Ireland’s consumer and competition watchdog is to be given a range of new powers to punish businesses who engage in anti-competitive behaviour under a “groundbreaking law” to be enacted in the months ahead.
Tánaiste and Minister for Enterprise Leo Varadkar has been given the green light by Cabinet to proceed with the Competition (Amendment) Bill 2022 which will give more muscle to the Competition and Consumer Protection Commission (CCPC) and the Commission for Communications Regulation (ComReg) to challenge anti-competitive practices by business.
For the first time in Irish law, breaches of competition law can be enforced through administrative actions taken by competition authorities, with maximum fines of up to €10 million or 10 per cent of total worldwide turnover, whichever is the greater.
“The vast majority of businesses do not engage in anti-competitive practices, but some do at the expense of consumers and other businesses, particularly newer and smaller ones,” Mr Varadkar said.
“This groundbreaking new law will give our competition authorities the power to crack down on those rogue operators that do.”
He said cartels, where they exist, will be broken up and companies abusing a dominant position can be suitably punished with heavy fines of up to 10 per cent of global turnover.
“It’s really good news for customers. These new powers will act as a big disincentive for those taking part in anti-competitive practices, which drive up costs, freeze out start-ups and smaller businesses and lead to bad-quality products and poor services. The Bill also enables greater co-operation between competition authorities across the EU, allowing us to challenge these practices on a cross-border basis,” he said.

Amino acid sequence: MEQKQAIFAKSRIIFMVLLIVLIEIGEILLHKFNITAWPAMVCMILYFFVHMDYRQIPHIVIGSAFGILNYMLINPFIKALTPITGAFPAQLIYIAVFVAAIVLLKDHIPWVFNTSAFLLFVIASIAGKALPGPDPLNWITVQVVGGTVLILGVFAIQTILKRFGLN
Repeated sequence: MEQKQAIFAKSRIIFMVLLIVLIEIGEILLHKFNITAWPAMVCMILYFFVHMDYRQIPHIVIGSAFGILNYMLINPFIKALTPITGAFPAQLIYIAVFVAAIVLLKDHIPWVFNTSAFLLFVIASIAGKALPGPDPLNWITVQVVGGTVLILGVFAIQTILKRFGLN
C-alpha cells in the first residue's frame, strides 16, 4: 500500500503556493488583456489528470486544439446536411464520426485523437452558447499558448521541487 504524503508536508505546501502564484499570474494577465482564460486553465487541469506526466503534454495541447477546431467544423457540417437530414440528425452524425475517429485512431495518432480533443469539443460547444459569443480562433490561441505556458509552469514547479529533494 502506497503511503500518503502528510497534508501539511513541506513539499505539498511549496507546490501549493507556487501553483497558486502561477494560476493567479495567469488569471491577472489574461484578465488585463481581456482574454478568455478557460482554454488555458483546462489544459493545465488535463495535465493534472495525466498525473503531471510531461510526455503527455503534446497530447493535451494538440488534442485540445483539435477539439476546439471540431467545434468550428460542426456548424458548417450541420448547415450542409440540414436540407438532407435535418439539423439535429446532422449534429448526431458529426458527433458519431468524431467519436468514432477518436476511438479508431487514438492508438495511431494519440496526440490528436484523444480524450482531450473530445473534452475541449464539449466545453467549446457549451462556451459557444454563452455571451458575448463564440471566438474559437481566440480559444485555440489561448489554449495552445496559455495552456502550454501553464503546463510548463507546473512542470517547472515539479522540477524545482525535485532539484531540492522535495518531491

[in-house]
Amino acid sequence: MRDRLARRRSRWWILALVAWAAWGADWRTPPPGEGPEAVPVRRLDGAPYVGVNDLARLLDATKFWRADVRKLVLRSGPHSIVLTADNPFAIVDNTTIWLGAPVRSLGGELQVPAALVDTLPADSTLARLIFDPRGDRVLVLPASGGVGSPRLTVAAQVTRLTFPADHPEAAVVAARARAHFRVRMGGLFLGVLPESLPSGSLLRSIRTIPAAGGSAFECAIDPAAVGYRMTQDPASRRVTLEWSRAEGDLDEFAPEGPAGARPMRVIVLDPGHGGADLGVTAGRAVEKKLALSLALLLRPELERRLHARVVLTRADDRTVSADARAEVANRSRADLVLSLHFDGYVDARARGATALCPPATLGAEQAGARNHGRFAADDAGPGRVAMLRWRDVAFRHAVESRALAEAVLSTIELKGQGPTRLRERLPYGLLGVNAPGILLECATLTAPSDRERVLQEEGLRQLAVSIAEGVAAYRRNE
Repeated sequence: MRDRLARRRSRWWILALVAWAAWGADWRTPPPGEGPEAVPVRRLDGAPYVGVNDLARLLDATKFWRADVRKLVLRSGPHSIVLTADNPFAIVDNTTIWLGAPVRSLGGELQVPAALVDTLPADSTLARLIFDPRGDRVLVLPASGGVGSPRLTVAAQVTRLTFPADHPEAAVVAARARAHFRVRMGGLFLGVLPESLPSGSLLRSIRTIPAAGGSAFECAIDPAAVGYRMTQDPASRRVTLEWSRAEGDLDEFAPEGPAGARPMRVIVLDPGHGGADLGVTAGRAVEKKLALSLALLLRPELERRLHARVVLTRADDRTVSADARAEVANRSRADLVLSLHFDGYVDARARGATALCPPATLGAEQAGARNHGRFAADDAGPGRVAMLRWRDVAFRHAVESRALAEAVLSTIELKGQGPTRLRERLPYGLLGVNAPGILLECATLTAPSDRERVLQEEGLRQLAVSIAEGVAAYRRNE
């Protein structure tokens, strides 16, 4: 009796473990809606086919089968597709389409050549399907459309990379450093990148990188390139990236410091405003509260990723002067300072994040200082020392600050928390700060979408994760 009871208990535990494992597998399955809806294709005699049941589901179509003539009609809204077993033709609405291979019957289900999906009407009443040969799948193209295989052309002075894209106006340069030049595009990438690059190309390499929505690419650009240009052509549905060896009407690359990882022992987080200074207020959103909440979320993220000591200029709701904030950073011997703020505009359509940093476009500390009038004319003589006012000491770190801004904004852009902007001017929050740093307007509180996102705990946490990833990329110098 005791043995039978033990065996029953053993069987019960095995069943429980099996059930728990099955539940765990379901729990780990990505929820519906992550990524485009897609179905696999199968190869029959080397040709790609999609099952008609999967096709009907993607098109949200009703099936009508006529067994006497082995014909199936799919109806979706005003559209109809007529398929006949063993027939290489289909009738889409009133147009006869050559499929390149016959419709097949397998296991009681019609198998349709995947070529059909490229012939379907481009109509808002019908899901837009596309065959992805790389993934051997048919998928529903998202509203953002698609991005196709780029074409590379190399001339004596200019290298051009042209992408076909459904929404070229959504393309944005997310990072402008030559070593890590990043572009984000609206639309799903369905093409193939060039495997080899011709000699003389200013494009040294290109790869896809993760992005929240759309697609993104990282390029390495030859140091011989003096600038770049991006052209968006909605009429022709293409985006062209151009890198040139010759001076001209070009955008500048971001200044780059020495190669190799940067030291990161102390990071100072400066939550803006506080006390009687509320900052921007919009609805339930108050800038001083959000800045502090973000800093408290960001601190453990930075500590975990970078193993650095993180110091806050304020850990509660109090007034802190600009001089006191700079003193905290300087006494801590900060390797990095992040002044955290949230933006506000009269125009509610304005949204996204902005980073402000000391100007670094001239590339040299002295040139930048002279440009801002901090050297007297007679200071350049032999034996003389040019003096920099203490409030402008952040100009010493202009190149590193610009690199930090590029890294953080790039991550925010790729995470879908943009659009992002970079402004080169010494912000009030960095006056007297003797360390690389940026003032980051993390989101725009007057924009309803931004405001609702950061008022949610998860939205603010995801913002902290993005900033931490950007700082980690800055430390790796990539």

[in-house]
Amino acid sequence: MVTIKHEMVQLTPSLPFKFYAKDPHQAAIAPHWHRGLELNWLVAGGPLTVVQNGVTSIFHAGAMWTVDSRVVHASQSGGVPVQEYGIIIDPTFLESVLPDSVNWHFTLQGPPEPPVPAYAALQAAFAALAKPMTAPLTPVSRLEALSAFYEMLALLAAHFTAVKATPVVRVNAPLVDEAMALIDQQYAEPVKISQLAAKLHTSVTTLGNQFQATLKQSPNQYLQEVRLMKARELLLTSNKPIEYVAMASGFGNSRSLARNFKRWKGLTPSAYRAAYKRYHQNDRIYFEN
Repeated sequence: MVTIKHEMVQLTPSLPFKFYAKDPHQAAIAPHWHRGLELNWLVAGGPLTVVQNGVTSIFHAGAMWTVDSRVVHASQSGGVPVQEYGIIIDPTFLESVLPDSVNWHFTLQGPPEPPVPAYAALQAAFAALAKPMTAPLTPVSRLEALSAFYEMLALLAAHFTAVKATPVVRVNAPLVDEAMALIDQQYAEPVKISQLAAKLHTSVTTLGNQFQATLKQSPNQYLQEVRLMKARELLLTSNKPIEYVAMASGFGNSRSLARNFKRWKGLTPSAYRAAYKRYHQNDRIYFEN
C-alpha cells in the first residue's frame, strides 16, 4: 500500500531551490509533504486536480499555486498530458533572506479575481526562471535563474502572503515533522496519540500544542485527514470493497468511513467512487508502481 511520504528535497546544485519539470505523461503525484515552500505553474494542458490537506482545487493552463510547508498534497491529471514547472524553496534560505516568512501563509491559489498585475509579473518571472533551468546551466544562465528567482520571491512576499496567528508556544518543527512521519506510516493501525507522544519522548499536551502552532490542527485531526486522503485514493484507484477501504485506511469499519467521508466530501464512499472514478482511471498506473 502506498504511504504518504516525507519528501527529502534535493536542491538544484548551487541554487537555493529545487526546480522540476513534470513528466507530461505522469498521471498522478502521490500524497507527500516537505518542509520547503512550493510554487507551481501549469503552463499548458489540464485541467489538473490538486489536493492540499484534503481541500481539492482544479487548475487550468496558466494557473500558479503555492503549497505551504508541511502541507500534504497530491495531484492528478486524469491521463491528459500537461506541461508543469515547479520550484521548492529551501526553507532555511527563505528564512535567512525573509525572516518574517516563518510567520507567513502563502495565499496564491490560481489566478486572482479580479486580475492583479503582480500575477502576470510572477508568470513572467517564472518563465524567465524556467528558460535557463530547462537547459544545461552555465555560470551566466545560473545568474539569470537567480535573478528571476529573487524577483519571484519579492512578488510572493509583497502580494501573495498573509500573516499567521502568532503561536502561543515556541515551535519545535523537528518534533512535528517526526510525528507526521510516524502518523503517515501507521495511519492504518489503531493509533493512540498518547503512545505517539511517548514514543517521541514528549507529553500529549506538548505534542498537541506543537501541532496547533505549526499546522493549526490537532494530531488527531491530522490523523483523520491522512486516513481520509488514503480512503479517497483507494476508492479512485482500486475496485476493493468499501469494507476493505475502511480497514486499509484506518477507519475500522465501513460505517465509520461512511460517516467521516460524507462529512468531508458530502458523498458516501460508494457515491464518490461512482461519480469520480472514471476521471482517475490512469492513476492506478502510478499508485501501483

The Minister of State with responsibility for trade promotion and digital and company regulation, Robert Troy, said the Bill represented "a significant step-change in competition enforcement to effectively tackle white-collar crime in Ireland and will be instrumental in supporting the ongoing work to protect and promote a competitive and fair marketplace that works for consumers and business alike".
He said that once it was law, the State’s agencies would “have the power to enforce competition law much more effectively, giving them more teeth to protect consumers and crack down on anti-competitive practices – to break up cartels where they exist and deter and punish companies abusing their dominant position in the market.”
The Competition (Amendment) Bill 2022 fulfils a Programme for Government commitment and two actions in the Government’s Action Plan for Insurance Reform. It also fulfils one of the recommendations of the report of the Hamilton review (review of structures and strategies to prevent, investigate and penalise economic crime and corruption) published by Minister for Justice Helen McEntee.